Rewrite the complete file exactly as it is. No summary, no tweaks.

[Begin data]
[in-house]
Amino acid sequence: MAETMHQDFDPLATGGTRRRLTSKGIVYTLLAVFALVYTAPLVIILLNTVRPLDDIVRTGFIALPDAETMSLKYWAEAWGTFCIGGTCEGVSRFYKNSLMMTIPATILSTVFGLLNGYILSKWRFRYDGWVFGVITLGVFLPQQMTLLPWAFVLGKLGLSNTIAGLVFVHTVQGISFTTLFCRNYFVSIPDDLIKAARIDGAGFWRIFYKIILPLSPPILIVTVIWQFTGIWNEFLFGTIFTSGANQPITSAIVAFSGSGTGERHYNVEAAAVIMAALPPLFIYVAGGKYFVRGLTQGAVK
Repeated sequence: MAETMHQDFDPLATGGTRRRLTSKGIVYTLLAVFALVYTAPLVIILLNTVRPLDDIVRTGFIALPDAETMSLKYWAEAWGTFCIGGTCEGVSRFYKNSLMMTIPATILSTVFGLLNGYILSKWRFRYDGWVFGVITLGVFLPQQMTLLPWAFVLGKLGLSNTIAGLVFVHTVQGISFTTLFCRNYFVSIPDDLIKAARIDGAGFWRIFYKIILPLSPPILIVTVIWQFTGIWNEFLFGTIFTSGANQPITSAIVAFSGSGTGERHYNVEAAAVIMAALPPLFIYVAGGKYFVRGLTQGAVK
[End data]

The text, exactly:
[in-house]
Amino acid sequence: MAETMHQDFDPLATGGTRRRLTSKGIVYTLLAVFALVYTAPLVIILLNTVRPLDDIVRTGFIALPDAETMSLKYWAEAWGTFCIGGTCEGVSRFYKNSLMMTIPATILSTVFGLLNGYILSKWRFRYDGWVFGVITLGVFLPQQMTLLPWAFVLGKLGLSNTIAGLVFVHTVQGISFTTLFCRNYFVSIPDDLIKAARIDGAGFWRIFYKIILPLSPPILIVTVIWQFTGIWNEFLFGTIFTSGANQPITSAIVAFSGSGTGERHYNVEAAAVIMAALPPLFIYVAGGKYFVRGLTQGAVK
Repeated sequence: MAETMHQDFDPLATGGTRRRLTSKGIVYTLLAVFALVYTAPLVIILLNTVRPLDDIVRTGFIALPDAETMSLKYWAEAWGTFCIGGTCEGVSRFYKNSLMMTIPATILSTVFGLLNGYILSKWRFRYDGWVFGVITLGVFLPQQMTLLPWAFVLGKLGLSNTIAGLVFVHTVQGISFTTLFCRNYFVSIPDDLIKAARIDGAGFWRIFYKIILPLSPPILIVTVIWQFTGIWNEFLFGTIFTSGANQPITSAIVAFSGSGTGERHYNVEAAAVIMAALPPLFIYVAGGKYFVRGLTQGAVK